proportions and costs. This WACC tells us the discount rate on the Net Present Value and is a
measurement of cost of equity capital and the cost of debt. If the NPV is negative, this means
that each of the various profit centers are in the same risk class which means that the project
should be rejected. Since the financial markets could offer better projects for the same risk class.

One of the problems with divisional rates, as the advocates for the single rate contend, is that the
categories suggested were not helpful in grouping projects by their risk. Although the use of
multiple divisional hurdle rates may capture the appropriate discount rate for most projects
(given that most projects among the division carry similar characteristics), a more accurate
determinant for evaluating projects within a division would be to use multiple discount rates
based on individual projects. Assuming that all projects within a division carry the same risk may
potentially lead to projects being accepted or rejected in an inappropriate manner. Similar to the
case in which one corporate discount rate is used, projects that are riskier than average would be
mistakenly accepted and low risk project would be rejected. A situation in which this would
occur would be in the volatile tanker industry, which proved to be devastating for many
companies in the industry. Under divisional rates Pioneer would evaluate tanker investments
under the transportation division, which has a much lower discount rate than is realistic for high-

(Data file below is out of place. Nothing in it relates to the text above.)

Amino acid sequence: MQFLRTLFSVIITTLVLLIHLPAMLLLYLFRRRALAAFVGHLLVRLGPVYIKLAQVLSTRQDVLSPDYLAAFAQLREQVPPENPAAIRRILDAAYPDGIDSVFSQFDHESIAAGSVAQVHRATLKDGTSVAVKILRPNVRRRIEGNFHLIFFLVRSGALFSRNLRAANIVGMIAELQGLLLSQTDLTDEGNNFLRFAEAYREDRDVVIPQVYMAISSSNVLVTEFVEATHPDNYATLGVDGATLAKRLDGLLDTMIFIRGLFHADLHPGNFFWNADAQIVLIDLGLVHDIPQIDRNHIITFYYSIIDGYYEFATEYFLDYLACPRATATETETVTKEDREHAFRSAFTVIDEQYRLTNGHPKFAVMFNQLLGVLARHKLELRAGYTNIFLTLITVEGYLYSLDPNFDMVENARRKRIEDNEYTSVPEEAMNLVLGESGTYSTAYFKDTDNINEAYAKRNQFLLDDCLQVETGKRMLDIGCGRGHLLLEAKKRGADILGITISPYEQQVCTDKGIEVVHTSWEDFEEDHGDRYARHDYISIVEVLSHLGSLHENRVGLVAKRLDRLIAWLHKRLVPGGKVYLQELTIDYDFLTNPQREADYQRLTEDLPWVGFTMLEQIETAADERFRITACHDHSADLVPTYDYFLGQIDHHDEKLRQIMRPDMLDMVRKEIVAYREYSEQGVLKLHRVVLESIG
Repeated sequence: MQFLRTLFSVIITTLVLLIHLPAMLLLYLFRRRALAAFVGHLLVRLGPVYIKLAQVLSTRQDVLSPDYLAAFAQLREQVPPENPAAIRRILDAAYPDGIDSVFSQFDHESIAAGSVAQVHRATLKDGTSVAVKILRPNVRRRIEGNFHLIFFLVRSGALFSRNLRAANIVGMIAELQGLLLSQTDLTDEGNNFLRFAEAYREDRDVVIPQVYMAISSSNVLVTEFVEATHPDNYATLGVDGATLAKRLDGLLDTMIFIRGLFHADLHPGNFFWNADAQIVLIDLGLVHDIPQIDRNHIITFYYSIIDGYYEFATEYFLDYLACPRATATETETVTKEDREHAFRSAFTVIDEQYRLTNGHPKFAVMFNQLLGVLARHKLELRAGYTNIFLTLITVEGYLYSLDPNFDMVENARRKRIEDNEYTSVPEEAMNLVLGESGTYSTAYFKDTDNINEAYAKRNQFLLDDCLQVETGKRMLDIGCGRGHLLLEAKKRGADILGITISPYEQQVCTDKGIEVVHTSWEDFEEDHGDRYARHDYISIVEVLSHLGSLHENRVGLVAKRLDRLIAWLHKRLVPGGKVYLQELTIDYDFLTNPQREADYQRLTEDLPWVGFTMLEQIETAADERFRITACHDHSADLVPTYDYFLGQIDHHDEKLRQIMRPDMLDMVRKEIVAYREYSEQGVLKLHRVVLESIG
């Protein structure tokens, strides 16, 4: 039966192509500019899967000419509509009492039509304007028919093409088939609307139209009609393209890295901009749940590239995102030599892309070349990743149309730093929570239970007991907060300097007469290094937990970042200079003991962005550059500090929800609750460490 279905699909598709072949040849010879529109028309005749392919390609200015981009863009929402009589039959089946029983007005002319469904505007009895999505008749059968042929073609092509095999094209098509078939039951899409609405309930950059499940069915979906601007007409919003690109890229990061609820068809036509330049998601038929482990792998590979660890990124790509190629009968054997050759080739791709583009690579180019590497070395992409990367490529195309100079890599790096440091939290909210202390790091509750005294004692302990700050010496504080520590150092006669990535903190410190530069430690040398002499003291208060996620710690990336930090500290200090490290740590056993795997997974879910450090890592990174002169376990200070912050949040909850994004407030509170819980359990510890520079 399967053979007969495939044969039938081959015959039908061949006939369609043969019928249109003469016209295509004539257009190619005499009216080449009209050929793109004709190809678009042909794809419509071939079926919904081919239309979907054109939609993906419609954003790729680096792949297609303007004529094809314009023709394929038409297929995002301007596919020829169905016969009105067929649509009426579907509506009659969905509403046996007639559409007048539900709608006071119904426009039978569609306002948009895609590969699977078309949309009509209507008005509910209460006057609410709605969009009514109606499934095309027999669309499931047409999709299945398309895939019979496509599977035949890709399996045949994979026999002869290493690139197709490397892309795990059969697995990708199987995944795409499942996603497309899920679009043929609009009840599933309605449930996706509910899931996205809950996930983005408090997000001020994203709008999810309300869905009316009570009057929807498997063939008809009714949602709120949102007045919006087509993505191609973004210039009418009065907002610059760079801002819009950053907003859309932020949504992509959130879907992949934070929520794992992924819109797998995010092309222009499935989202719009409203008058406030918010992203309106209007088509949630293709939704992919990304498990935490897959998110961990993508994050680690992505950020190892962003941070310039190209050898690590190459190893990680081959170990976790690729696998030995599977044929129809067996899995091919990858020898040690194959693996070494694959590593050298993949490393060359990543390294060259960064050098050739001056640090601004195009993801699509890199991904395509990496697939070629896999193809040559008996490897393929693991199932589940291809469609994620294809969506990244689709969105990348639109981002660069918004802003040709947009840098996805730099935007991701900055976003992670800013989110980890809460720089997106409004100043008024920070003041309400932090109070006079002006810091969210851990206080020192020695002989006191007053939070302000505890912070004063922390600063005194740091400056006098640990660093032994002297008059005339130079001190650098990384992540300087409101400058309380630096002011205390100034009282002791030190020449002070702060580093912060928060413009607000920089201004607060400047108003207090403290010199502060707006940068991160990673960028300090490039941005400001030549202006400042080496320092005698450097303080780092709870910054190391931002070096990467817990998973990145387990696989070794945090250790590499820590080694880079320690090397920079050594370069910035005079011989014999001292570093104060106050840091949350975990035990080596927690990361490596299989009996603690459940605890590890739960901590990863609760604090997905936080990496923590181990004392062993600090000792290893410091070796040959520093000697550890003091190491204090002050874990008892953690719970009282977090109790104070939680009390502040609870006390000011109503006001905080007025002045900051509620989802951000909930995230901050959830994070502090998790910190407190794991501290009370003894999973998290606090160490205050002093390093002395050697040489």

risk tanker investments.

Pioneer should consider using discount rates for individual projects within divisions based on
their relative risk factor. One tool the company can use to measure project risk is through Beta. A
project that is considered to be more risky than the industry norm would result in a higher Beta
and thus a higher discount rate. Evaluating the characteristics of a project can help the company
determine whether the appropriate Beta is being used for a project. This can be accomplished by
comparing characteristics of a project to those of a similar industry. In the case of the tanker
project, it does not fit into the transportation division within Pioneer. Since this is the case using
a higher risk premium, perhaps one which is consistent with the tanker industry, and reexamining
the project’s Beta within this industry may be appropriate. However, if the given project
is fundamentally different from the projects in the tanker industry; even more risk maybe
assumed. Therefore careful evaluation is needed to determine to what extent an adjustment
maybe needed to assign the proper Beta for the project.

Another important aspect that impacts the project’s risk factor is the project’s
operating leverage. A project’s operating leverage is measured by the relationship
between the fixed and variable cost incurred by the project. A project that has higher fixed costs